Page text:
Snap decisions for Smith

The Trojans are in good hands on the long snapping front with Zach Smith at the helm.

Walk-on junior Zach Smith is getting ready for his third season as USC's snapper. After handling place kicks for the Trojans as a true freshman, Smith added punt snapping duties to his resume last season.

Smith has been a mainstay for the Trojans, with a flawless snapping record over his 17 game career. But he was very close to not attending USC at all.

“It was really kind of lucky actually," Smith said regarding his path to becoming a Trojan. "I was at a national snapping camp and old USC kicker Joe Houston happened to see me. He gave coach [John] Baxter a call, and it pretty much happened within and hour that I was committed to USC."

With USC under sanctions, Smith was brought into the program as a preferred walk-on.

"They told me I had a good shot at starting my freshman year doing field goal and extra point snaps," Smith said. "I came in as a preferred walk on and showed up at training camp and just competed, and I was able to do field goal and PATs my freshman year.”

What made things more interesting for Smith is that the Trojans already had a scholarship snapper on the roster in 2013, redshirt sophomore Peter McBride.

"Baxter told me they’re just going to play whoever performs best in training camp and I think Peter and I actually worked together well as a team," he said. "We helped each other out, he kind of showed me how to get my mind right for games and how to handle pressure during practice and games. I think we worked well together and we just competed and pushed each other.”

In high school Smith played on both of the offensive and defensive lines, but he was able to separate himself as a long snapper.

“I started my sophomore year of high school playing football, I actually played water polo my freshman year," he said. "I just realized I was decent at snapping for the JV level, like I could do it the best out of all the guys on the team, so I just kind of did it for fun. Then I realized that you can go to college off of this so I started teaching myself and getting better.

"Then before my senior year is when I went to snapping camp at Rubio Long Snapping.”

Most football coaches can teach players how to block and tackle, but few can offer tips on long snapping techniques.

"For the most part I was self-taught up until before my senior year," he said. "I was good, but I was just a really raw snapper, and when I went to the camps they really showed me proper technique, and just kind of sharpened me up. That’s where I really saw a big improvement in my skills.”

Despite the distinct differences, Smith has excelled at both the long punt snaps and the shorter placekick snaps.

“You just have to cover for punt snaps, so you know timing is a big deal and you really have to be accurate," Smith said. "It's just different because you have to cover, and sometimes you’ll have a guy hit off the line and you have to shed a block and maybe get downfield.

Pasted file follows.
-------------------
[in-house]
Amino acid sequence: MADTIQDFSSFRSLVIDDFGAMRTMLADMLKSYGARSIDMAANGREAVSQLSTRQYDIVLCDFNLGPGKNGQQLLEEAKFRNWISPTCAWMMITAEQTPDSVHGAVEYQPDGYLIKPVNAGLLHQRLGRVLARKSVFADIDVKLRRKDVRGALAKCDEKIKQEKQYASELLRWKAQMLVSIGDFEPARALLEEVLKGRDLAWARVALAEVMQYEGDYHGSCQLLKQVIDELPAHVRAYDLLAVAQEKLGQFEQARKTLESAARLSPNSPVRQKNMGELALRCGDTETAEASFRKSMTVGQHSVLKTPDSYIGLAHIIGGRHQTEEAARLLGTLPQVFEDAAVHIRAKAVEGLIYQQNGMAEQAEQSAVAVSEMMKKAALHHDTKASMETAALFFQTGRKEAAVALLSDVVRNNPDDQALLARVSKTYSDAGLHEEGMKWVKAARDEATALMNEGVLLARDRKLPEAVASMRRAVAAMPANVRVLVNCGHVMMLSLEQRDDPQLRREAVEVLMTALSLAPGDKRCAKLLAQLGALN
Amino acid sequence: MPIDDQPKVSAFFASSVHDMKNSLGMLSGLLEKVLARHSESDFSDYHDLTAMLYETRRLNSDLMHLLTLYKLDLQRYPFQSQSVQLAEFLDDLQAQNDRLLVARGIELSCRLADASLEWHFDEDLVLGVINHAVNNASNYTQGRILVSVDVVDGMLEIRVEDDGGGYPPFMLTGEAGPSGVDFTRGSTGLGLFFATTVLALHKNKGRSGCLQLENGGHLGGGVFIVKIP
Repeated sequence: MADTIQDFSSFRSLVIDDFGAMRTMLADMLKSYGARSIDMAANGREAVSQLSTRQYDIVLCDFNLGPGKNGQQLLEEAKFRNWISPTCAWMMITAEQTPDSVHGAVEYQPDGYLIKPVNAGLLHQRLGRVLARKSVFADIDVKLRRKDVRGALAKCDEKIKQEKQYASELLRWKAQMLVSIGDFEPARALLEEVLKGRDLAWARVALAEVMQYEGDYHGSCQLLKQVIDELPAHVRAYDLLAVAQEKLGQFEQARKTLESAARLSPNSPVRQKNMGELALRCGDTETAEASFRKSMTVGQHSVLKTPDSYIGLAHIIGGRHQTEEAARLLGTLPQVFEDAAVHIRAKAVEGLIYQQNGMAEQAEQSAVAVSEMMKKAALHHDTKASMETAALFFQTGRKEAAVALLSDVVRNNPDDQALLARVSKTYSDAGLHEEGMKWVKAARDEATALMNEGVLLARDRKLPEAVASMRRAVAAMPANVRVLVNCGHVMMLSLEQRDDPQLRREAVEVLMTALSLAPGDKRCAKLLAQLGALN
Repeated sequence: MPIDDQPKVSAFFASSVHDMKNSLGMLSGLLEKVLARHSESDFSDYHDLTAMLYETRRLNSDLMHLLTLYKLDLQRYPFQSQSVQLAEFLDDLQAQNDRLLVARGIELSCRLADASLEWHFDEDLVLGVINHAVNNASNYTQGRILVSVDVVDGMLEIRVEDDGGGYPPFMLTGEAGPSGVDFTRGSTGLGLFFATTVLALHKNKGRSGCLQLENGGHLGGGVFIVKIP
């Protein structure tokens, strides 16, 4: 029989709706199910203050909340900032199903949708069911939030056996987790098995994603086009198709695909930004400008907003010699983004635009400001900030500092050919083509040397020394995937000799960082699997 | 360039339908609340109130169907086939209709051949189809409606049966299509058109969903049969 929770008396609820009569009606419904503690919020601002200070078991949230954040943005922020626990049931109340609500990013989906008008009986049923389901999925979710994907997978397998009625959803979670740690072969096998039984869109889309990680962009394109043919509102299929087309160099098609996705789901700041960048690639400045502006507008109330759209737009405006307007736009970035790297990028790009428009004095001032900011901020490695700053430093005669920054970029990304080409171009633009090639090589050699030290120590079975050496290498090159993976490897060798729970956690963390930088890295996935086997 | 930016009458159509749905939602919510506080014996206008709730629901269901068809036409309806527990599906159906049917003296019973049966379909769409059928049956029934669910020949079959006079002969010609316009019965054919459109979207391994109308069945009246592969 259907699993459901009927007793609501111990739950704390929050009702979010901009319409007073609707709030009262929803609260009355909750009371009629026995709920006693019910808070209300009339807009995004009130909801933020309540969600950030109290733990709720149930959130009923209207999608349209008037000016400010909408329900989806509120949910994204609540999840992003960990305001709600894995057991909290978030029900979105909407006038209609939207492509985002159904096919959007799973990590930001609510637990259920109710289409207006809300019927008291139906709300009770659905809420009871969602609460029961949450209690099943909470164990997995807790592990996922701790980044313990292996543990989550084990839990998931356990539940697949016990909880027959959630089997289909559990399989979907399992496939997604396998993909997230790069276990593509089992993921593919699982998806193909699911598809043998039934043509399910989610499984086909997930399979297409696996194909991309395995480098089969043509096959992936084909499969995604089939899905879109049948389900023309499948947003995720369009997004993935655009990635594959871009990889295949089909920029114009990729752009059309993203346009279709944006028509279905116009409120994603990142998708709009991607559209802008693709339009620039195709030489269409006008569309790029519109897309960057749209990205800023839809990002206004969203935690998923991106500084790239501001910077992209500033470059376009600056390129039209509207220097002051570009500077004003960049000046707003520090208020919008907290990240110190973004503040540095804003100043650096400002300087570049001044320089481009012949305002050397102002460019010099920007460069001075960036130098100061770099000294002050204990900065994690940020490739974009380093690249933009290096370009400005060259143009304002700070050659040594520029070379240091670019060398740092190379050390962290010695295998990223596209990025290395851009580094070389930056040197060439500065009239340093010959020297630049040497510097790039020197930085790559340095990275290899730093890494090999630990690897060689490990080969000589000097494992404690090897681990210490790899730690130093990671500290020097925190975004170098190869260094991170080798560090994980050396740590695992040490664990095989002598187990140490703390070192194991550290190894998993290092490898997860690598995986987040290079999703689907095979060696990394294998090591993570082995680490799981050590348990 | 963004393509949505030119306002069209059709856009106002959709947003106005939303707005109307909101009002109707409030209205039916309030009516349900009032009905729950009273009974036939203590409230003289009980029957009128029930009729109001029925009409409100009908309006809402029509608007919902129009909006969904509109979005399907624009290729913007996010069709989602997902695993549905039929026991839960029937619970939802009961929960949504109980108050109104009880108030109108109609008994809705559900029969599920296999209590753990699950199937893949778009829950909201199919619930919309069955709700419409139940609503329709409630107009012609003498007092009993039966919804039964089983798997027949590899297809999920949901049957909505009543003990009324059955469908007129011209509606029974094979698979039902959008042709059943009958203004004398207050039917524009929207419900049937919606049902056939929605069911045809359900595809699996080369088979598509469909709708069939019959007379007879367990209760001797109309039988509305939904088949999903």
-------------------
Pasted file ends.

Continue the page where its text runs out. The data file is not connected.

"The snap is obviously different, like different location and different distance, but we’ve done so many reps that it’s not really a huge deal. Your body kind of knows what it’s ready to do.”

Unlike a field goal, after snapping for a punt, Smith gets to jump into the action with his teammates on the punt coverage team.

"It's a lot of fun. I had a tackle in the Holiday Bowl, which is pretty sweet so I love covering, it’s a lot of fun.”

Smith and the other specialists on the team all hang out together at practice. Often times they are off on their own, playing hacky sack with the football or throwing passes to each other.

But this spring has been a bit challenging for the specialists, just trying to find open space inside the track around Cromwell Field.

"Since we are on the turf we have limited space so we try to take the field whenever we can," he said. "We’re not doing much, we just punt and kick to the returners at the beginning of practice while everyone’s doing a stretch. Field goal period is really the only special teams thing that we’re involved in so we just kind of stay loose on the sideline. You don't want to get too overwhelmed or focused because you have to be relaxed as a specialist.”

While the specialists tend to hang out together, they are friends with the position players, too.

"We’re close with everyone on the team. They’ll just laugh at us because we don’t do anything during practice," Smith said. "We’re close with everyone, but we obviously spend a lot of time together. We do position meetings in the morning and we’re in the weight room lifting together. But because we don’t do position meetings with Johnny Nansen, it’s kind of on us to watch film so we just correct ourselves.

“We don’t really have a position coach that actually coaches our technique, so for the most part we’re self-coached. Even when Baxter was here he didn’t work with us much. When I’m messing up, I usually know what I need to correct. And same goes for the kickers, they know what’s up, or what they need to change.”

Film study ends up being important for Smith as a way to make sure he is on the right track.

"I watch film after practice, that’s where I learned I need to extend my arms more. They go kind of under me and my snaps are inconsistent. You just play around with it, trial and error. Spring is really a great time to allow yourselves to make mistakes and then just correct it.”

Check out Smith's trick-shot snapping video he made coming out of high school:

Stay tuned to for more updates on the team as spring football comes to a close this weekend.

Ryan Abraham has been the publisher of since 1996. You can follow him on Twitter at @InsideTroy or email him at . Top Stories